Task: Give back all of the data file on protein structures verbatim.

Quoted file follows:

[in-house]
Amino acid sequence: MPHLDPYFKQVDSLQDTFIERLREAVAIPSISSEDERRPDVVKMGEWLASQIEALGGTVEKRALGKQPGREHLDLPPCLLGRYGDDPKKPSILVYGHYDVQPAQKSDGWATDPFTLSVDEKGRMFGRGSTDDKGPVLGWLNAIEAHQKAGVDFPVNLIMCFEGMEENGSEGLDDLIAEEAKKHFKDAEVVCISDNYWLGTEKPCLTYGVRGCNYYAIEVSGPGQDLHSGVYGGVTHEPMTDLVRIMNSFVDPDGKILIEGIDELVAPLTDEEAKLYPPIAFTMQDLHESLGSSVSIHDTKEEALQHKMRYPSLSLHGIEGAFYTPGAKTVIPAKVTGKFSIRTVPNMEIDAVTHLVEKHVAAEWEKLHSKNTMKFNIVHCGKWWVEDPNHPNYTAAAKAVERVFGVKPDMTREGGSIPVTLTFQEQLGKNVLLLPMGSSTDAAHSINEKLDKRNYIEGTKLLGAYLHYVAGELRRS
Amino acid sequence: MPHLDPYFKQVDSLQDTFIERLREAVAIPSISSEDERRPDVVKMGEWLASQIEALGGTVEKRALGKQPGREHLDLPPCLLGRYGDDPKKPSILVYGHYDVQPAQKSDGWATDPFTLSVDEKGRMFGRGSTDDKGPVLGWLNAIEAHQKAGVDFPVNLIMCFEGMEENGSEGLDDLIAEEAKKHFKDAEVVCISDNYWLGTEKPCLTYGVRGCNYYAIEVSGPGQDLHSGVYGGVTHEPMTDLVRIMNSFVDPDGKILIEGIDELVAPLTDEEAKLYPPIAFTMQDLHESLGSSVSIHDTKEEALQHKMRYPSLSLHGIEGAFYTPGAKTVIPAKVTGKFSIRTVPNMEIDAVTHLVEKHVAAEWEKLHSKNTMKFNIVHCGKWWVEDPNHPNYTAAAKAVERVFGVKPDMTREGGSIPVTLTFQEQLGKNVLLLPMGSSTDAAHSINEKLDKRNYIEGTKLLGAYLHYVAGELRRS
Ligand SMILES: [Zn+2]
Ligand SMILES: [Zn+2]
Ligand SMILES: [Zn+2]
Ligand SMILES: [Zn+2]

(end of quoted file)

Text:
[in-house]
Amino acid sequence: MPHLDPYFKQVDSLQDTFIERLREAVAIPSISSEDERRPDVVKMGEWLASQIEALGGTVEKRALGKQPGREHLDLPPCLLGRYGDDPKKPSILVYGHYDVQPAQKSDGWATDPFTLSVDEKGRMFGRGSTDDKGPVLGWLNAIEAHQKAGVDFPVNLIMCFEGMEENGSEGLDDLIAEEAKKHFKDAEVVCISDNYWLGTEKPCLTYGVRGCNYYAIEVSGPGQDLHSGVYGGVTHEPMTDLVRIMNSFVDPDGKILIEGIDELVAPLTDEEAKLYPPIAFTMQDLHESLGSSVSIHDTKEEALQHKMRYPSLSLHGIEGAFYTPGAKTVIPAKVTGKFSIRTVPNMEIDAVTHLVEKHVAAEWEKLHSKNTMKFNIVHCGKWWVEDPNHPNYTAAAKAVERVFGVKPDMTREGGSIPVTLTFQEQLGKNVLLLPMGSSTDAAHSINEKLDKRNYIEGTKLLGAYLHYVAGELRRS
Amino acid sequence: MPHLDPYFKQVDSLQDTFIERLREAVAIPSISSEDERRPDVVKMGEWLASQIEALGGTVEKRALGKQPGREHLDLPPCLLGRYGDDPKKPSILVYGHYDVQPAQKSDGWATDPFTLSVDEKGRMFGRGSTDDKGPVLGWLNAIEAHQKAGVDFPVNLIMCFEGMEENGSEGLDDLIAEEAKKHFKDAEVVCISDNYWLGTEKPCLTYGVRGCNYYAIEVSGPGQDLHSGVYGGVTHEPMTDLVRIMNSFVDPDGKILIEGIDELVAPLTDEEAKLYPPIAFTMQDLHESLGSSVSIHDTKEEALQHKMRYPSLSLHGIEGAFYTPGAKTVIPAKVTGKFSIRTVPNMEIDAVTHLVEKHVAAEWEKLHSKNTMKFNIVHCGKWWVEDPNHPNYTAAAKAVERVFGVKPDMTREGGSIPVTLTFQEQLGKNVLLLPMGSSTDAAHSINEKLDKRNYIEGTKLLGAYLHYVAGELRRS
Ligand SMILES: [Zn+2]
Ligand SMILES: [Zn+2]
Ligand SMILES: [Zn+2]
Ligand SMILES: [Zn+2]